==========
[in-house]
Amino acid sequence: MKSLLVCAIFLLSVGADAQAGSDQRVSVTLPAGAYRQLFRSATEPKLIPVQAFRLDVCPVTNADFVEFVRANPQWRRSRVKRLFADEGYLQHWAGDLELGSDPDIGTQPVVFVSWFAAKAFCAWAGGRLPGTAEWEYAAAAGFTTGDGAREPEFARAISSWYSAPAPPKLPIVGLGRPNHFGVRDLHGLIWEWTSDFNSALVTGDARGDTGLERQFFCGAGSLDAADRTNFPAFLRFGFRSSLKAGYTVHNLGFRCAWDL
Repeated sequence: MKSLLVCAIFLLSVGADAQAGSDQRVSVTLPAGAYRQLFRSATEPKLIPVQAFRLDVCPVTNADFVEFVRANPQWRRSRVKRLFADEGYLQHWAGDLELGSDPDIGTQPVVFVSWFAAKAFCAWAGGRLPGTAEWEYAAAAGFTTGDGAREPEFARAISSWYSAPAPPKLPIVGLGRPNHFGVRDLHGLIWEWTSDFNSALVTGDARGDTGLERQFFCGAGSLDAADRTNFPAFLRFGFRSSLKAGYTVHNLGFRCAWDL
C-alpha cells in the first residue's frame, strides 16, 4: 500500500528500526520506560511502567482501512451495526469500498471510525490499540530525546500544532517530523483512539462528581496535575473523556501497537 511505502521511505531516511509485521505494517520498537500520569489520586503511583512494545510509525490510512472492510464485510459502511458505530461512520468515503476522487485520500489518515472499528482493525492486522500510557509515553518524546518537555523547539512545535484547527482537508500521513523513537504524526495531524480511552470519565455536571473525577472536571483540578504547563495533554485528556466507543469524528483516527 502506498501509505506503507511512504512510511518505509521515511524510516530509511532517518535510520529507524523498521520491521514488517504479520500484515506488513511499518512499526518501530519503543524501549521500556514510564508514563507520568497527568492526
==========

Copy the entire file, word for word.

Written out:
[in-house]
Amino acid sequence: MKSLLVCAIFLLSVGADAQAGSDQRVSVTLPAGAYRQLFRSATEPKLIPVQAFRLDVCPVTNADFVEFVRANPQWRRSRVKRLFADEGYLQHWAGDLELGSDPDIGTQPVVFVSWFAAKAFCAWAGGRLPGTAEWEYAAAAGFTTGDGAREPEFARAISSWYSAPAPPKLPIVGLGRPNHFGVRDLHGLIWEWTSDFNSALVTGDARGDTGLERQFFCGAGSLDAADRTNFPAFLRFGFRSSLKAGYTVHNLGFRCAWDL
Repeated sequence: MKSLLVCAIFLLSVGADAQAGSDQRVSVTLPAGAYRQLFRSATEPKLIPVQAFRLDVCPVTNADFVEFVRANPQWRRSRVKRLFADEGYLQHWAGDLELGSDPDIGTQPVVFVSWFAAKAFCAWAGGRLPGTAEWEYAAAAGFTTGDGAREPEFARAISSWYSAPAPPKLPIVGLGRPNHFGVRDLHGLIWEWTSDFNSALVTGDARGDTGLERQFFCGAGSLDAADRTNFPAFLRFGFRSSLKAGYTVHNLGFRCAWDL
C-alpha cells in the first residue's frame, strides 16, 4: 500500500528500526520506560511502567482501512451495526469500498471510525490499540530525546500544532517530523483512539462528581496535575473523556501497537 511505502521511505531516511509485521505494517520498537500520569489520586503511583512494545510509525490510512472492510464485510459502511458505530461512520468515503476522487485520500489518515472499528482493525492486522500510557509515553518524546518537555523547539512545535484547527482537508500521513523513537504524526495531524480511552470519565455536571473525577472536571483540578504547563495533554485528556466507543469524528483516527 502506498501509505506503507511512504512510511518505509521515511524510516530509511532517518535510520529507524523498521520491521514488517504479520500484515506488513511499518512499526518501530519503543524501549521500556514510564508514563507520568497527568492526